In some states, the inspection form is mandatory: Arizona, Georgia, Hawaii, Kansas, Kentucky, Maryland, Utah, and Virginia.
Liability for Damages
Some landlords have seemingly endless disputes with their tenants, trying to determine who is responsible for damages and repairs at the end of a tenancy.
The best way to defend yourself from unexpected costs is to have a detailed rental checklist and to understand your rights, especially when it comes to the responsibility of paying for damages.
Usually, when damages or other concerns affect a rental unit’s liveability, the landlord is fully responsible for fixing these damages without the tenant being financially involved — anything related to plumbing, pests, heating, and electrical systems.
However, sometimes a tenant may cause damage to the property through careless or intentional acts, whether it’s tearing down walls, crashes caused by pets, buckled wood flooring from water exposure, and others.
If the damage looks deliberate, and you can prove the tenant caused it, you may be able to hold them liable for the total replacement cost of the damaged goods and get full reimbursement from their security deposit.
But if the damage discovered is nothing more than deterioration caused by the time and regular usage, you can not do much about it. For this reason, it is essential to distinguish between intentionally caused damage and inevitable deterioration in the rental unit’s condition.
Normal Wear and Tear vs. Damage
It is unrealistic to believe that your property will remain in its good initial condition after the tenant leaves. Wear and tear damage happens, even in short-term rentals.
Some of the most common types of wear and tear at rental properties include:
- Sun-faded or heat burned blinds
- Warping of doors and windows
- Worn or scratched enamel in bathroom items
- Loose grouting in bathroom tiles
- Scuffed wood floors from regular use
- Mold due to lack of proper ventilation
- Carpet faded with wear patterns
- Faded paint
- Small nail holes in the walls
- Dirty grout around tiles
- Cracks ceiling from settling
- Warped cabinet doors
- Worn appliances due to use over time
Most items in a home will degrade sooner or later and will need to be replaced. However, when this happens while other people live on their property, many homeowners tend to blame them and expect payment of repairs or replacements.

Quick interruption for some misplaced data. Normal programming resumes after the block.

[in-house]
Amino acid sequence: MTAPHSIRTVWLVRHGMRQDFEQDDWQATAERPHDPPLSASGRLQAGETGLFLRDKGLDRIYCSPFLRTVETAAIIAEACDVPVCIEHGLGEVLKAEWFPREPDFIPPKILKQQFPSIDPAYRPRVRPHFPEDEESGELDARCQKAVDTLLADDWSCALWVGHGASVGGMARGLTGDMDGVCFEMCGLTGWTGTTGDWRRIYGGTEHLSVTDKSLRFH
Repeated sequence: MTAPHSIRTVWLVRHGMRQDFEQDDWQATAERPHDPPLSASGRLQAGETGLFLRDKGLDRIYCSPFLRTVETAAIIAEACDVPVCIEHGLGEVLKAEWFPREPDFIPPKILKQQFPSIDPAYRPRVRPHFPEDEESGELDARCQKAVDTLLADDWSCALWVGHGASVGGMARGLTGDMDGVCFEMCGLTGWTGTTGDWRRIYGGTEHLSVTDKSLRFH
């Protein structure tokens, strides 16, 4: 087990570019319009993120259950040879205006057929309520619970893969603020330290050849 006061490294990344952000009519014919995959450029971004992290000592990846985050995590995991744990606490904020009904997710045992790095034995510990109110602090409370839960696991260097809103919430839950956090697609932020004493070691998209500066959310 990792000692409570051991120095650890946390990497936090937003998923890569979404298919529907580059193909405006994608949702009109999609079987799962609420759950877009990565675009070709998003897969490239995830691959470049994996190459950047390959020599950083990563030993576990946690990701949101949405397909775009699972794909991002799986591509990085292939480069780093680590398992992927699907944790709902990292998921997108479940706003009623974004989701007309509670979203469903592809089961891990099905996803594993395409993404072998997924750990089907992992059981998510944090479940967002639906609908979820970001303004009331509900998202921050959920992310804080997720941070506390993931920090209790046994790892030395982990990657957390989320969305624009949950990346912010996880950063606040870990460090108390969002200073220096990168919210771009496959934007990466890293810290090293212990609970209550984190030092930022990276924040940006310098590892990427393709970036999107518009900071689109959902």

What many landlords do not know, however, is that ordinary wear and tear does not allow them to use the tenant security deposit.
Therefore, landlords are the ones who have to deal with repairs and improvements for damages caused by regular use of the property like the ones listed above. Thus, there are cases where the damage created by the tenants is more than wear and tear.
The following examples are considered serious damages and should be charged accordingly:
- Visible holes in the walls
- Burns and stains on the carpet
- Water stains on wood floors
- Missing items from the rental checklist
- Pet urine spots on walls, carpet, sofa, or other places
- Unapproved paintings on walls or furniture
- Cracked or gouged wood floors
- Scratched up hardwoods
- Cigarette burns to carpet and upholstery
- Missing or cracked bathroom tiles
- Holes or tears in linoleum
- Broken toilet seat, sink, or bathtub
- Any damaged items due to abuse or neglect
If the damage created by the tenants is similar to one of the above examples or comes from something that would typically not wear out, the landlord can request payment of repairs from the tenants.
However, there are cases where damage occurs through no fault of tenants or landlords, such as natural disasters, theft, vandalism, riot & civil commotion, and others. To protect yourself and your property, you should consider landlord insurance. This policy offers you more benefits than homeowners insurance, and it will give you peace of mind that you are covered in case of an unpleasant event.
When Can a Security Deposit be Used?
The purpose of the security deposit is to incentivize tenants to honor their lease commitments by holding a money advance until the total rent is paid or until the end of the lease term, whichever comes first.
Landlords usually require a safety deposit before renting a property to a tenant. Some states impose limits on this security deposit, such as two months’ rent in Virginia or Pennsylvania, one and one-half month’s rent in New Jersey, or just one month in advance in North Dakota.
The US law on security deposits gives landlords the option to use it for at least four purposes:
- Rehabilitating a rental property.
- Paying back rent and bills.
- Replacing stolen or missing belongings
- Lack of maintenance of key facilities, and more.
At the same time, some states limit their ability to be used for various purposes, so it’s essential to know your state’s laws before bringing a security deposit claim.
In the long run, the security deposit is different from a downpayment and gives protection against loss or damage to the property. It is critical to have one to prevent major financial problems if a renter’s check and credit card fail.
Before leasing a rental property, the landlord and tenant should use a rental checklist to cover essential items and ensure they have the complete picture. Understanding the condition of a rental property before signing a lease will strengthen your legal case later on if these issues should arise.
While not all states and federal laws require the preparation and use of a landlord-tenant checklist, it is strongly advised to do so. Not only will the checklist ensure that the landlord can replenish any damaged property before turning over the security deposit, but it will prevent lengthy contacts with tenants who dispute damage claims, allowing for a more straightforward return of their deposits.
If you need more tips on becoming a landlord see our Ultimate Guide. Also, if you are confused about landlord insurance, see our extensive article about landlord insurance and what it entails.